Structure, End Word Requirement
The four-line stanza version of the sestina with the typical end-word enfolding.
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Another variation for which I accept full responsibility is the quartina. This uses the same idea as the sestina but only has 4 keywords, hence is only 18 lines long. Here’s one:
This is the day when we shall see the moon
Dispute the morning sky; usurp the sun;
Beshroud the world in unaccustomed dark.
We know this – and we know it won’t last long.
This is the day; the wait will not be long
Until we’re on the dark side of the moon.
Unseen by us, our life-giver, the sun,
Will impotently rage against the dark.
The birds, lulled into silence by the dark,
Will tuck heads under wings – but not for long.
Two minutes only, this night of the moon,
Before the sky is reclaimed by the sun.
Though there is nothing new under the sun,
All seems new at the dying of the dark.
A second full dawn chorus, loud and long
Will celebrate the passing of the moon.
Don’t worry when the moon obscures the sun.
Although the day be dark, it won’t be long.
I chose the name “quartina” so that I could write flawed ones.
© Bob Newman 2004, 2005, 2006, 2007. All rights reserved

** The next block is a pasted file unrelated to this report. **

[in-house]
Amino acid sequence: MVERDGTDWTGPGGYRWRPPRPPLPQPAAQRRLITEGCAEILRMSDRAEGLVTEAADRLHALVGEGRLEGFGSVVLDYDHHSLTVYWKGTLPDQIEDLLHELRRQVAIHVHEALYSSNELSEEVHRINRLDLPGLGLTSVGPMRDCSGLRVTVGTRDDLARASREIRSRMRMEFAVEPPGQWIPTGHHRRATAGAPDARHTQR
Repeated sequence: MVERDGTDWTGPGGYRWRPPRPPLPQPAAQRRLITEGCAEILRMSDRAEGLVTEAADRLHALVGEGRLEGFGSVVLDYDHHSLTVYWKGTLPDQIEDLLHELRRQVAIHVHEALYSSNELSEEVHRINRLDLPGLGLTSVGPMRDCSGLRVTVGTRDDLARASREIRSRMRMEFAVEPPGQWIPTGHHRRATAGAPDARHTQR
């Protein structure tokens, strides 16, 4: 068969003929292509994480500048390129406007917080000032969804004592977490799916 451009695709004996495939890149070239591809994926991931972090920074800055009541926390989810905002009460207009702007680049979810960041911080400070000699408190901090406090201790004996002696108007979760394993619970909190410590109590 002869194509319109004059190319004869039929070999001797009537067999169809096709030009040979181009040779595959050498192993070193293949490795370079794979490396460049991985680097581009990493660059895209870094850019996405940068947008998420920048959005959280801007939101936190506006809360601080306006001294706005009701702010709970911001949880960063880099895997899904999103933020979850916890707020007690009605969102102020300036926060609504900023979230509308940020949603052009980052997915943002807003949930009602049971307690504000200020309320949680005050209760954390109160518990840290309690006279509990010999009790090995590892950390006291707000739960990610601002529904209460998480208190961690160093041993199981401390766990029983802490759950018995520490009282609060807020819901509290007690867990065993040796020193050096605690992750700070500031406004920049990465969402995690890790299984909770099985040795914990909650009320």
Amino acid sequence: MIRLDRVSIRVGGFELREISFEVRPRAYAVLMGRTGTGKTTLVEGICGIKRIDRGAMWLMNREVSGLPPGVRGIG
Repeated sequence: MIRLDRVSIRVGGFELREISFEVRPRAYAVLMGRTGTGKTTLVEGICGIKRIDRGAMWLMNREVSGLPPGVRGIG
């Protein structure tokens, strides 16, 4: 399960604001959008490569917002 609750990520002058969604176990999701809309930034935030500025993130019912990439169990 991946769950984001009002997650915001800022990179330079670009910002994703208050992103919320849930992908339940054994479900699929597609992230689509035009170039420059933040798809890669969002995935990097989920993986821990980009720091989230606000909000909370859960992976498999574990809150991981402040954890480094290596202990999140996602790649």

My thanks to Bob Newman for his wonderful resource site.
My Example Poem
Do You Suppose? (Quartina)
A girl well knows what means a rose
when she can get one from a man.
Of course she might prefer a Porsche;
the goal then might be mistress role.
If rolling in the hay’s your role
I don’t suppose you need a rose.
If much elan defines your man
Of course one might expect a Porsche
It’s never coarse to own a Porsche
or take control of your own role,
but heaven knows a red, red rose
might show the game-plan of a man.
I really can picture a man
who owns a horse, but not a Porsche
with plenty soul for either role
who might propose with just one rose.
So take the rose and love the man
forget the Porsche and part-time role.
© Lawrencealot – January 8, 2013
This is a Quartina ( in iambic tetrameter with added internal rhyme)